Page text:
Stock traders and crypto-traders see the inverse head/shoulders pattern in crypto as a sign that a bullish trend is about to reverse.

While every trader wants to sell high and buy low, only a few traders are able to stand out and buy when the downtrend is in its favor.

If prices fall, fear and sentiment are at their highest. However, it is in these times that the inverse head-and-shoulders (IHS), pattern can emerge.

Although the (IHS) pattern looks similar to the H&S top pattern in terms of construction, the formation is inverted. The (IHS) pattern is completed and signals the end of the current downtrend and the beginning of a new upward trend.

Basics of inverting the head and shoulders

The (IHS-) pattern is a reversal set up that occurs after a downtrend. It features a head, left shoulder and right shoulder that are placed above a neckline and upside down. The setup is complete with a breakout and close to the neckline, which indicates that the downtrend has reversed.

The asset is currently in a downtrend, but value buyers have seen a significant drop and believe that the price has reached acceptable levels. They will begin bottom fishing. The asset forms the first trough at the left shoulder when demand exceeds supply and prices begin a relief rally.

Trader sells on rallies in a downtrend. When the price falls below the first peak, the bears will sell aggressively. The bears cannot capitalize on this weakness to resume the downtrend. The pattern’s head is formed when the bulls take advantage of this dip to start a rally. The bears step in again as the price reaches the peak at which the rally had stopped.

This begins the decline that leads to the formation of the third and final trough. Buyers anticipate a turnaround so they purchase aggressively. This is the right shoulder. The pattern is completed when the price rises and the bulls push it above the neckline.

As traders purchase the dip to this support, the neckline becomes the new floor. This signalizes the beginning of a new uptrend.

Identifying a new trend with the (IHS-) pattern

Bitcoin (BTC) had been in a downtrend since forming a local top at $13,970 on June 26, 2019. The decline in the $7,000-$6,500 support zone was stopped by the buyers, who formed the left shoulder (IHS). The price rose to $10,450 after this relief rally. Short-term bulls made profits at this point and bears took short positions in an attempt to resume the downtrend.

Aggressive selling broke the support at $6,500 and the Bitcoin/Tether (USDT) pair plunged to $3,782.13 on March 13, 2020. Bulls saw this as a buying opportunity, and that led to a strong rally that reached close to $10,000. The setup’s head was formed by the second trough.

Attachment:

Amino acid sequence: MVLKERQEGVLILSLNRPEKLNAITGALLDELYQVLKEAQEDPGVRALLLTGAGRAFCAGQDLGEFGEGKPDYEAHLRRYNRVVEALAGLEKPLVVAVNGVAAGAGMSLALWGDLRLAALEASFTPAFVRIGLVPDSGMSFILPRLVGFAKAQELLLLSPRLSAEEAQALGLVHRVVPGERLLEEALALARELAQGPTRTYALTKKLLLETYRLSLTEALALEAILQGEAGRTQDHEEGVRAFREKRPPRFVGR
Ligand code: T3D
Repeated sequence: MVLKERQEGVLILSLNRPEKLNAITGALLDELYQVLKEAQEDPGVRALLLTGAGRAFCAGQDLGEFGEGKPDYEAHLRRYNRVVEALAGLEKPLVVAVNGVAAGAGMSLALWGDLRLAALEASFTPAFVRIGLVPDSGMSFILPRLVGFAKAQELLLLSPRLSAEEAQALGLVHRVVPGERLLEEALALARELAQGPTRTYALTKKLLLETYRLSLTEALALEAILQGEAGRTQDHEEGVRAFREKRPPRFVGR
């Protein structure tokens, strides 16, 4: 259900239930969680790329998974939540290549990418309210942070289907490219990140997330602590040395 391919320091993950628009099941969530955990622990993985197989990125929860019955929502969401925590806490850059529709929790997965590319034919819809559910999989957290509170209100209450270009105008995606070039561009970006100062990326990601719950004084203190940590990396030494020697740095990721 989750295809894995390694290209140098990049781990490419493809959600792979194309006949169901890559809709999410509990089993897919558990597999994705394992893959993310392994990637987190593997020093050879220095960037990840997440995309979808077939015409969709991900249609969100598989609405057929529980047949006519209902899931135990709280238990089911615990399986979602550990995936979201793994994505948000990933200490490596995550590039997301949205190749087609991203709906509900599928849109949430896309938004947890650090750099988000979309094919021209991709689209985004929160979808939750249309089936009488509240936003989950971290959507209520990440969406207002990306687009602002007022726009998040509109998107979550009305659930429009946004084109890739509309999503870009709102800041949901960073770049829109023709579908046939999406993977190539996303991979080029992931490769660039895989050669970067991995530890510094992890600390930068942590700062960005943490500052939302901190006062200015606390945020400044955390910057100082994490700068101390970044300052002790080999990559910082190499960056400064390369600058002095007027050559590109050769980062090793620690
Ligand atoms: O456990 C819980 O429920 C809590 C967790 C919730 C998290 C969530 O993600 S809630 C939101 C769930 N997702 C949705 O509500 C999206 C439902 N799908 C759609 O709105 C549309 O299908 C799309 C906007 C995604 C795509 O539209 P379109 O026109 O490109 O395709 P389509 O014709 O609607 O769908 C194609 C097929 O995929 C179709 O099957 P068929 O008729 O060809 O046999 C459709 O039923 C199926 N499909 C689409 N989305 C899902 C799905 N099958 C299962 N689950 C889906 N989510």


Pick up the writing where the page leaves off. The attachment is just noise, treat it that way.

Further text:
Because the selling pressure had decreased, the right shoulder was not as deep as it should have been and bulls didn’t wait for a deeper correction before they bought. The bulls finally pushed the price over the neckline on July 27 to complete the (IHS).

The bulls were caught by the bears, and the price fell back below the neckline. The price fell just below the neckline but traders refused to allow the pair below $10,000. This indicated a shift in sentiment. Bullish momentum increased as buyers drove the price to $12,500.

How to calculate the pattern goal of an IHS setup

Calculate the distance from the neckline to form the head in order to calculate the minimum objective of the IHS (IHS) pattern. The neckline in the example above is approximately $10,450. Subtracting the lowest point, which is $3,782.13, gives $6,667.87.

This value is then added onto the breakout level. In the example above, it is close to $10,550. The target objective is $17,217.87. If a trend moves from down to upward, it can fall short of or exceed the objective. Therefore traders should not abandon their positions because they have reached the target.

Sometimes the pattern doesn’t work out so patience pays off

Every breakout is not a success so traders need to wait for the setup before they can start trading. Sometimes the pattern structure may form but the breakout doesn’t happen. Traders who attempt to preempt the pattern’s completion and initiate trades are trapped.

For example, Chainlink’s LINK topped out at $4.58 on June 29, 2019, and started a correction. The buyers tried to stop the decline from $2.20 to $2.00. As you can see in the chart, this created an (IHS), pattern that included a head with two shoulders.

Despite the price reaching the neckline on August 19, 2019, buyers couldn’t push it above that level. The pattern was not completed and the buy signal didn’t trigger.

The LINK/USDT pair fell below the neckline, breaking below the head at $1.96, invalidating this pattern. This traps traders who might have bought in anticipation of a trend reverse.

The key takeaways

If traders are looking to get on top of a new uptrend, the (IHS) pattern can be an effective tool. These are some important points to keep in mind when using this setup.

Before initiating long positions, traders should wait for the pattern’s completion, which occurs after the price breaks above the neckline. If the neckline is breached on high volumes, it is more likely that a new uptrend will be established than if it is breached on lower volumes.

A trend that reverses is usually a long-lasting one. Trader should not rush to sell positions if the pattern target is met. Sometimes, the pattern reverses and the price drops. Before negotiating a position, traders should be aware of the price action and other indicators.